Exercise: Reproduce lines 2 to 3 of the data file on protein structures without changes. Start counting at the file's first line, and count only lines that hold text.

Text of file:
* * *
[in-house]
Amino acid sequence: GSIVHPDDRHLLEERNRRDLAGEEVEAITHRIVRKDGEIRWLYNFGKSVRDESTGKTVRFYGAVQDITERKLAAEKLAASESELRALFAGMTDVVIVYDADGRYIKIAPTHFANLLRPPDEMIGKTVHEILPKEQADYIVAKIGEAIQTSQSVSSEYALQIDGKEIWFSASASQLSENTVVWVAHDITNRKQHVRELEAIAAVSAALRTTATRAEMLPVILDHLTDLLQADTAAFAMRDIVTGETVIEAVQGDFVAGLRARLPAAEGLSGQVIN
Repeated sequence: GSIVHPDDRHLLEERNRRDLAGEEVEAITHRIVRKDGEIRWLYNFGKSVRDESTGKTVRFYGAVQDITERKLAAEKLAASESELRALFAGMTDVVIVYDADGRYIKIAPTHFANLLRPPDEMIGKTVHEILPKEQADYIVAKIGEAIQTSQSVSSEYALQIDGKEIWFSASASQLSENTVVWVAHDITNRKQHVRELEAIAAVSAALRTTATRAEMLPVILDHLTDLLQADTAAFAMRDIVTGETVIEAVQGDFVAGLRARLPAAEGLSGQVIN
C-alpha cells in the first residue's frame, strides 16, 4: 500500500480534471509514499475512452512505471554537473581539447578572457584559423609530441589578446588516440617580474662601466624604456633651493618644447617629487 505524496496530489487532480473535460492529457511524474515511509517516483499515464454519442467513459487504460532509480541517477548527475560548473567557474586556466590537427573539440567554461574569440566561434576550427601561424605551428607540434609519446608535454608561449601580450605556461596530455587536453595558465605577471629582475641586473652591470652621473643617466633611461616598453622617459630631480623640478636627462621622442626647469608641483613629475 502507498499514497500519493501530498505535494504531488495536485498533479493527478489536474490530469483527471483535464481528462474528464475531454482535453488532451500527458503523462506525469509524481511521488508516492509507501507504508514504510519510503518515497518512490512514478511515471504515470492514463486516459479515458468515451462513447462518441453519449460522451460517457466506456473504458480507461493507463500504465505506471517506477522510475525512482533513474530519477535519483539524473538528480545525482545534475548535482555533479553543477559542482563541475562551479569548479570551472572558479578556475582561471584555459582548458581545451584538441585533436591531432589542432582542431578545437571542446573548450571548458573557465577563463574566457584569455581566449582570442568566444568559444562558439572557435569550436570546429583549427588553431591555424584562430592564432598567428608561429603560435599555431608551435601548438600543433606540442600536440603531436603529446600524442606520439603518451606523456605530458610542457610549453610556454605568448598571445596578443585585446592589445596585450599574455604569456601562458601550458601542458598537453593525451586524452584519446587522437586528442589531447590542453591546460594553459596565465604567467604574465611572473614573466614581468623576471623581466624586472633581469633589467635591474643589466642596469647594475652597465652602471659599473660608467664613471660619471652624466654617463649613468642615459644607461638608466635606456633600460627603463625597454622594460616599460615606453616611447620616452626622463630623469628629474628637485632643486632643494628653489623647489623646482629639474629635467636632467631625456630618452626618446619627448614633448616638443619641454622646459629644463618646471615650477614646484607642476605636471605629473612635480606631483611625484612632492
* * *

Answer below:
Amino acid sequence: GSIVHPDDRHLLEERNRRDLAGEEVEAITHRIVRKDGEIRWLYNFGKSVRDESTGKTVRFYGAVQDITERKLAAEKLAASESELRALFAGMTDVVIVYDADGRYIKIAPTHFANLLRPPDEMIGKTVHEILPKEQADYIVAKIGEAIQTSQSVSSEYALQIDGKEIWFSASASQLSENTVVWVAHDITNRKQHVRELEAIAAVSAALRTTATRAEMLPVILDHLTDLLQADTAAFAMRDIVTGETVIEAVQGDFVAGLRARLPAAEGLSGQVIN
Repeated sequence: GSIVHPDDRHLLEERNRRDLAGEEVEAITHRIVRKDGEIRWLYNFGKSVRDESTGKTVRFYGAVQDITERKLAAEKLAASESELRALFAGMTDVVIVYDADGRYIKIAPTHFANLLRPPDEMIGKTVHEILPKEQADYIVAKIGEAIQTSQSVSSEYALQIDGKEIWFSASASQLSENTVVWVAHDITNRKQHVRELEAIAAVSAALRTTATRAEMLPVILDHLTDLLQADTAAFAMRDIVTGETVIEAVQGDFVAGLRARLPAAEGLSGQVIN